Wednesday, February 18, 2009

ENV: Ooooooops!!!

Rare Philippines quail spotted - on way to cooking pot

MANILA (AFP) — A rare Philippines quail that was feared to have become extinct has been photographed alive for the first time -- as it was headed for the cooking pot, according to ornithologists.

Hunters snared the Worcester's buttonquail (Turnix worcesteri) in the Caraballo mountain range last month and a TV crew took pictures and video footage of the live bird at a poultry market, the Wild Bird Club of the Philippines said.

Club president Michael Lu said the group was "ecstatic" about the find, but they also "feel sad that the locals do not value the biodiversity around them."

He added: "What if this was the last of its species? Much more has to be done in creating conservation awareness and local consciousness about our unique threatened bird fauna."

Named after Dean Conant Worcester, an American zoologist who worked in the Philippines in the early 20th century, the bird was previously only known through drawings based on dead museum specimens collected decades ago.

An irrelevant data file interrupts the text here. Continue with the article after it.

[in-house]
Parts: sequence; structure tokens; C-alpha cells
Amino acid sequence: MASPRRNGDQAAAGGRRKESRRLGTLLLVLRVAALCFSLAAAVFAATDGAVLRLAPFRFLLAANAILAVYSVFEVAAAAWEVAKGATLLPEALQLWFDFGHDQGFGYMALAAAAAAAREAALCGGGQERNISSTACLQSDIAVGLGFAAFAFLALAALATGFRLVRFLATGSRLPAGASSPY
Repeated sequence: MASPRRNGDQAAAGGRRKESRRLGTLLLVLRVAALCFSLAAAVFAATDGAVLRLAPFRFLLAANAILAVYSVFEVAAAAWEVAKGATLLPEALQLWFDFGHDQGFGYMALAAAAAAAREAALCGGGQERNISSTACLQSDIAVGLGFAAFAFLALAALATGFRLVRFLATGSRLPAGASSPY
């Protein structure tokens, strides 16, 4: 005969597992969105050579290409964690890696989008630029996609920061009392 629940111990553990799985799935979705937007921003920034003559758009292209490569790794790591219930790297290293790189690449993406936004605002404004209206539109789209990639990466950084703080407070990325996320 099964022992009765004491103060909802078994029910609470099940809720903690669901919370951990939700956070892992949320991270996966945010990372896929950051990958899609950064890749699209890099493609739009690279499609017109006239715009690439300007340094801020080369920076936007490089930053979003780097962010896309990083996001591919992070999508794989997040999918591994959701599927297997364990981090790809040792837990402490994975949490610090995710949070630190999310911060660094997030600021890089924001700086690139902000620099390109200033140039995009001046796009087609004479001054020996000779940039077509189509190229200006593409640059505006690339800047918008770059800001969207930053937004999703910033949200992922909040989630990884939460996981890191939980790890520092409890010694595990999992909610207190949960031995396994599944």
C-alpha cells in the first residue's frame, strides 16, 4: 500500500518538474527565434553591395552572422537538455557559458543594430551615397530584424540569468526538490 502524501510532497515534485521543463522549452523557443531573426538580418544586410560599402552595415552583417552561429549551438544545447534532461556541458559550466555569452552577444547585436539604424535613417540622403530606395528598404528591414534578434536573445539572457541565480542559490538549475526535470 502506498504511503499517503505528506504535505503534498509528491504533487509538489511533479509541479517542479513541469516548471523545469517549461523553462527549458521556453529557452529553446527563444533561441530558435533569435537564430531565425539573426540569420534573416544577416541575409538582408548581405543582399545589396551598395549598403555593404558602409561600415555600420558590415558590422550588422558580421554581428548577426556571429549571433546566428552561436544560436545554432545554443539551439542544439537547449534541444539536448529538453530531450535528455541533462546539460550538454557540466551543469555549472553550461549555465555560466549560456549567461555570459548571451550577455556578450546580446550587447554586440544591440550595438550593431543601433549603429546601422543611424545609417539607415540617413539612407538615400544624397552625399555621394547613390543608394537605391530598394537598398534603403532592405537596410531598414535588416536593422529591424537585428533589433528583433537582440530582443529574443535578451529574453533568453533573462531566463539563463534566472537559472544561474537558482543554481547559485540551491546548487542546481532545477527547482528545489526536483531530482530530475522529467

"This is a very important finding," said Philippines-based Arne Jensen, a Danish ornithologist who heads the bird club's records committee.

"Once you don't see a bird species in a generation, you start to wonder if it's extinct, and for this bird species we simply do not know its status at all."

The quail's breeding area remains unknown though ornithologists suspect it resides in the high mountain grasslands of the Cordillera mountain range to the west of the Caraballos on the main island of Luzon.

The quail was being sold at a Manila wet market in Manila in 1902 and since then, just a few single specimens have been documented in Nueva Vizcaya and Benguet provinces, which form part of the two mountain ranges, the club said.


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